Car Safety as Temperatures Increase in Massachusetts

With the arrival of summer and temperatures beginning to heat up, car safety becomes a major concern for Massachusetts motorists. Even with temperatures in the 70s, your car’s interior can easily heat up to 90 degrees within 10-minutes, to 98 degrees in 20-minutes, and up to 112 degrees in just one hour. Sitting on a car seat with such elevated temperatures can easily burn you if not careful. 

Every year, we read about the tragedy of a parent or caregiver who for some reason forgot that a child or dog had been left in a car or in a seat in a locked vehicle while the individual attended to an errand, or in some cases to a bar for a quick drink that became several. Within a short time, the child or animal experienced extreme heat that dehydrated the child or animal and increased their body temperature to a dangerous level. Unless someone noticed the child or animal suffering inside the vehicle within a short period of time, the inevitable tragedy occurred.

Warm temperatures also bring out more drivers and traffic congestion. This can lead to frustrated motorists who run traffic signals, swerve in and out of traffic, or who drive distracted or while impaired. Sudden rain and thunderstorms are not unusual as the humidity climbs, creating havoc on the roadways as drivers go too fast for the conditions, or decide to suddenly slow down and are violently rear-ended because the car following behind them is either too close or unprepared for the sudden slowdown. If the roadway is wet, this can cause motorists to easily lose control and panic as they swerve to avoid other vehicles or just to remain on the road.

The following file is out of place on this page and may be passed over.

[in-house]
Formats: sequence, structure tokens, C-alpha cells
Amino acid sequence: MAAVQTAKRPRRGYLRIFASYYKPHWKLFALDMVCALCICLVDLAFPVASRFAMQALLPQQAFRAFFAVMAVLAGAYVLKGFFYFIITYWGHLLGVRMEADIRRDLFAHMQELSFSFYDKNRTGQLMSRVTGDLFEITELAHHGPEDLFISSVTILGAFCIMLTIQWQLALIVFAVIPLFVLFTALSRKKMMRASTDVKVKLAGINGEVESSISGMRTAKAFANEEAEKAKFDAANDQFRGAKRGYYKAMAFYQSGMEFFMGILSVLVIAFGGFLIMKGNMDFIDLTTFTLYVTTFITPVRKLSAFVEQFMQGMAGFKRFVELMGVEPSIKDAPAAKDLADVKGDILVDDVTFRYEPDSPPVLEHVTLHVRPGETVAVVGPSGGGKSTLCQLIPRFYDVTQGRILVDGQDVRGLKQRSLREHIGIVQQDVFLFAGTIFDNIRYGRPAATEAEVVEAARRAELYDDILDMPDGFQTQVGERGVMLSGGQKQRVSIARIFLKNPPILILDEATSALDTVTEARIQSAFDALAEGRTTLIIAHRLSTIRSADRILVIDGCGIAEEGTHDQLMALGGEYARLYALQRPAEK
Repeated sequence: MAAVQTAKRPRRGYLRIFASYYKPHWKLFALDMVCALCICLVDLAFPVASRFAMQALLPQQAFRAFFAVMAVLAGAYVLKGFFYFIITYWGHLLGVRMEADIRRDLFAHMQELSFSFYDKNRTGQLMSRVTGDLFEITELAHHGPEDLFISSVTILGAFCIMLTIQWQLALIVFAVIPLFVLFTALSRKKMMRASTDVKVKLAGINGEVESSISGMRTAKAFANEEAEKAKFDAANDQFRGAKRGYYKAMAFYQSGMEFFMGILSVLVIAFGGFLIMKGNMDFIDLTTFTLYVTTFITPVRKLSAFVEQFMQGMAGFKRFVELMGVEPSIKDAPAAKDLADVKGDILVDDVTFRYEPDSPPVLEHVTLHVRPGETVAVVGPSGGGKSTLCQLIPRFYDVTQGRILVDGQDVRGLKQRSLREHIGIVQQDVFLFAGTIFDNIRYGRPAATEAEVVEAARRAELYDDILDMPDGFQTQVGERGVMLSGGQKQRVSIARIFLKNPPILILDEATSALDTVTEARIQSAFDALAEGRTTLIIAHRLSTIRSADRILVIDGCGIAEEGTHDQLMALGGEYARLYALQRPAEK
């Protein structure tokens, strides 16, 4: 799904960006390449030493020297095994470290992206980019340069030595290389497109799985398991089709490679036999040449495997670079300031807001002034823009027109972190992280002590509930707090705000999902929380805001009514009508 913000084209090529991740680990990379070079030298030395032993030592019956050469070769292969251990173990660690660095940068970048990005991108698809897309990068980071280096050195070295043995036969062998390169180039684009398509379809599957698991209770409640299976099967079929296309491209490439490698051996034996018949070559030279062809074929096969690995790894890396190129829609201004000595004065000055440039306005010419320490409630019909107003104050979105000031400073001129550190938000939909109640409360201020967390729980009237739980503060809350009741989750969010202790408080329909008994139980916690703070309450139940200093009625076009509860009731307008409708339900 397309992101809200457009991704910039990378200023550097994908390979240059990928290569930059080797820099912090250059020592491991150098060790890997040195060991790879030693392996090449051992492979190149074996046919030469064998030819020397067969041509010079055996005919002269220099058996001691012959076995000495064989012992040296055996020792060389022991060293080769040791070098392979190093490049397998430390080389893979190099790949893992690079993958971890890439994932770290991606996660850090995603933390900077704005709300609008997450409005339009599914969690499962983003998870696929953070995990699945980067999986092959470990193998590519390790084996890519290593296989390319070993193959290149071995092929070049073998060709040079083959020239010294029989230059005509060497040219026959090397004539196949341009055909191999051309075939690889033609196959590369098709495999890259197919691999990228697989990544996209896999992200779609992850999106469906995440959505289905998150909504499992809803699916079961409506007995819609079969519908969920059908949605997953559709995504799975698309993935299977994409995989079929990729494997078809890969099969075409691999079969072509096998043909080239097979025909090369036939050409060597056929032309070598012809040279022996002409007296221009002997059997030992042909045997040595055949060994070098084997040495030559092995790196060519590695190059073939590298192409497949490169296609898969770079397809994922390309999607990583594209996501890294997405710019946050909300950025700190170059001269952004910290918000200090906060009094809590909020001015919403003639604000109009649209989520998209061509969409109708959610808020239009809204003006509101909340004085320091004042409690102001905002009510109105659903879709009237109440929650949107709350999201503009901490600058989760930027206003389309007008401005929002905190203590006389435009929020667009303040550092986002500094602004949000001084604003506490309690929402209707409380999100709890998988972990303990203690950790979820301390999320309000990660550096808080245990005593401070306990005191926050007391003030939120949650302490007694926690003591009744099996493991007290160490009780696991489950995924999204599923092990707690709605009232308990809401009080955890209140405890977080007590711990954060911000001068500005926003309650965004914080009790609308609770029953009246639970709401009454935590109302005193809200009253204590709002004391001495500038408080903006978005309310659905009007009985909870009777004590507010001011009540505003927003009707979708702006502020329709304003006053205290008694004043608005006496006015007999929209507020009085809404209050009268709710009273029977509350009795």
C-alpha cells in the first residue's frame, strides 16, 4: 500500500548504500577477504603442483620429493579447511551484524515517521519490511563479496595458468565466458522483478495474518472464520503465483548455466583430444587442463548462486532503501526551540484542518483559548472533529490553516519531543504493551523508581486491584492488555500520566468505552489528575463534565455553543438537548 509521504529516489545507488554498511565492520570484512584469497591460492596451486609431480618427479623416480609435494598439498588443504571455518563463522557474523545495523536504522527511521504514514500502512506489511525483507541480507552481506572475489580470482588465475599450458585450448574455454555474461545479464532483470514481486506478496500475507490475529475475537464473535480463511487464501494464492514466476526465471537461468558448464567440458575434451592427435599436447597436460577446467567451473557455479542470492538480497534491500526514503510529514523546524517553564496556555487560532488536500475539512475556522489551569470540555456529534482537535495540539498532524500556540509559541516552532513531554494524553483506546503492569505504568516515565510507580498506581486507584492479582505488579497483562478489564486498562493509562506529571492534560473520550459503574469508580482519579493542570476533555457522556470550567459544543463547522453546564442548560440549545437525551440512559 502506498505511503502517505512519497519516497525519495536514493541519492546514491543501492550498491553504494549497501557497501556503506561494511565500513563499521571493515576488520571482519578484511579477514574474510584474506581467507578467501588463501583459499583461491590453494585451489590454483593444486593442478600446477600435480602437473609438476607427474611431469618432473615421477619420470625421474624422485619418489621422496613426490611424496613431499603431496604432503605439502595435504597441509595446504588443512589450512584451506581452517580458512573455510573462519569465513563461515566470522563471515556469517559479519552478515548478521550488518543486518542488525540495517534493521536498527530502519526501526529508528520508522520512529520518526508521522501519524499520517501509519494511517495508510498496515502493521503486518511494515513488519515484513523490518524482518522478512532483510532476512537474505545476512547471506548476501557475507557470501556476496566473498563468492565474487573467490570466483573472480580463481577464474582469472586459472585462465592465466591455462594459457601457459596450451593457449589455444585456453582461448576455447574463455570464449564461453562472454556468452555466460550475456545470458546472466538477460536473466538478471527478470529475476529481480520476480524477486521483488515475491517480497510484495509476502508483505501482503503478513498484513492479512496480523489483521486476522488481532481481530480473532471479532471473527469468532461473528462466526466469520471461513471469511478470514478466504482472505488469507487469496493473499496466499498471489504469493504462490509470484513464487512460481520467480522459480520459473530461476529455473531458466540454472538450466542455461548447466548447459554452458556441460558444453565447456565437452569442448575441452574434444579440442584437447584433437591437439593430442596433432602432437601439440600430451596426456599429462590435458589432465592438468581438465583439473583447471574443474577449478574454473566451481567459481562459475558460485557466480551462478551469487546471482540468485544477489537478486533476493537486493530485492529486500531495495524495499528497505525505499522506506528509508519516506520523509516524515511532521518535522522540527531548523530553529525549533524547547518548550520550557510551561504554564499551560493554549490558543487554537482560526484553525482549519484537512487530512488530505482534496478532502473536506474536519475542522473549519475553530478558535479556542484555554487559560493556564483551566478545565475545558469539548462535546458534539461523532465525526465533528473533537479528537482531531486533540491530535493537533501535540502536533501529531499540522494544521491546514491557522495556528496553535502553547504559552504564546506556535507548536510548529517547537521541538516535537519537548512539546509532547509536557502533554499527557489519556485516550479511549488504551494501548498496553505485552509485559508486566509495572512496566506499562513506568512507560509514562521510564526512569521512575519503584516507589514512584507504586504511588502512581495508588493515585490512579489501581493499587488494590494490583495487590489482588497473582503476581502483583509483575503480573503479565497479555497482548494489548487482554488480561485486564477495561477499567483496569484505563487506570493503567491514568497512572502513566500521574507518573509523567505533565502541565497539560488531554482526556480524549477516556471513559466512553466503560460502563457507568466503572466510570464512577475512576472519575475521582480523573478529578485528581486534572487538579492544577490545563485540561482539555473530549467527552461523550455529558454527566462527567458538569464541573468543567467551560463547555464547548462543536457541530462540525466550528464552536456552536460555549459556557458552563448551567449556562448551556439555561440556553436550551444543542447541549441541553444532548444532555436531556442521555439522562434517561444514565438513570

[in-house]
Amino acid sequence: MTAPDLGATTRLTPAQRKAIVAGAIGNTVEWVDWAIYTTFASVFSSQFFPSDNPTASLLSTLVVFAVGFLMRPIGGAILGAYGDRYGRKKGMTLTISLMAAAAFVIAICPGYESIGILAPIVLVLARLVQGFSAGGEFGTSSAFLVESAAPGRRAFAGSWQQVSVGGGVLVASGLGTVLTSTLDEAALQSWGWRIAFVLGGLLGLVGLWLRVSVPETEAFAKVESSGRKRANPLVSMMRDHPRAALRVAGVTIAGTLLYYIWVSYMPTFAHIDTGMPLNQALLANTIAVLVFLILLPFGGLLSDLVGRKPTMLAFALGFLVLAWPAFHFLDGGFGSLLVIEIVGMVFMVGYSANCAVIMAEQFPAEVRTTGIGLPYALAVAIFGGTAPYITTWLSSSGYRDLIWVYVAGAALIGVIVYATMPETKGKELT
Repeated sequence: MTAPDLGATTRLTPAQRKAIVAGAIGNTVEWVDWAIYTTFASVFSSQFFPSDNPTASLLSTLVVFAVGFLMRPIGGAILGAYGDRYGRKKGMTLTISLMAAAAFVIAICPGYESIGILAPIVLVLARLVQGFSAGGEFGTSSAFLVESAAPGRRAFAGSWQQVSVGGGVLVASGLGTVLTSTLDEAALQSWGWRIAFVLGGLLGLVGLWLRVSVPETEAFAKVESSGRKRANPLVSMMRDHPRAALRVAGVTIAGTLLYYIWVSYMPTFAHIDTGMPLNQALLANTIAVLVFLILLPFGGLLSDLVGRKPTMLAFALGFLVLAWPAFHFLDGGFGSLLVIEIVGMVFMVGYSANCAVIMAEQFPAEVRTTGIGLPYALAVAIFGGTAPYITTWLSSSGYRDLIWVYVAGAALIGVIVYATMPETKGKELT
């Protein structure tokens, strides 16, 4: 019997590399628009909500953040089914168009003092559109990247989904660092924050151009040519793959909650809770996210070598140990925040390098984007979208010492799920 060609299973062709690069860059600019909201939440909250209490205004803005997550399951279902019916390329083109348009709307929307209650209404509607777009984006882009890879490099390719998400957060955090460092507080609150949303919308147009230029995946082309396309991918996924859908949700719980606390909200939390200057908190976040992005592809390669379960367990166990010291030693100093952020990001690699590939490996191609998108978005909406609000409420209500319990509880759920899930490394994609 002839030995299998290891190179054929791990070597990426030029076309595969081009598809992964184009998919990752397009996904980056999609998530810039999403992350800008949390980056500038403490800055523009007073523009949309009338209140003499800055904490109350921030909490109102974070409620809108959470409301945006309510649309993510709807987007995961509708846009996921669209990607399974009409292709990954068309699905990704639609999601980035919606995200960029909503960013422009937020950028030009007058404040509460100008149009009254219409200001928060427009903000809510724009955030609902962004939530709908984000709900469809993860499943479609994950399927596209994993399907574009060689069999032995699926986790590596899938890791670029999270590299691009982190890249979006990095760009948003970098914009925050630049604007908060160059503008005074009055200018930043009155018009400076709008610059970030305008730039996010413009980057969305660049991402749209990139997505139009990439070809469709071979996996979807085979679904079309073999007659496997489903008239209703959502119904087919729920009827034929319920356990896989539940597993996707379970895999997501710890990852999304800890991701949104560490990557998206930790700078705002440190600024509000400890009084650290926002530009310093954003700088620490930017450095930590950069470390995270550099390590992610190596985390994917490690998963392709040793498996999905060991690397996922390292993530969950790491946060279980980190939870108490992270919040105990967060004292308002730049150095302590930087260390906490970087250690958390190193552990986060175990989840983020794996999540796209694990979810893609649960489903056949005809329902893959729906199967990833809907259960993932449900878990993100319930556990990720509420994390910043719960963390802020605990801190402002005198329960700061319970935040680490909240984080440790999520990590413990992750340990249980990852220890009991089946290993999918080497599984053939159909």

Distracted Driving in the Summer

Distracted driving is any behavior that takes the driver’s focus and attention away from driving. This can be daydreaming, talking to passengers, grooming, eating, reading, and focusing on a smartphone. Distracted driving accidents and fatalities now rival drunk and drugged driving as a major factor in roadway accidents and deaths.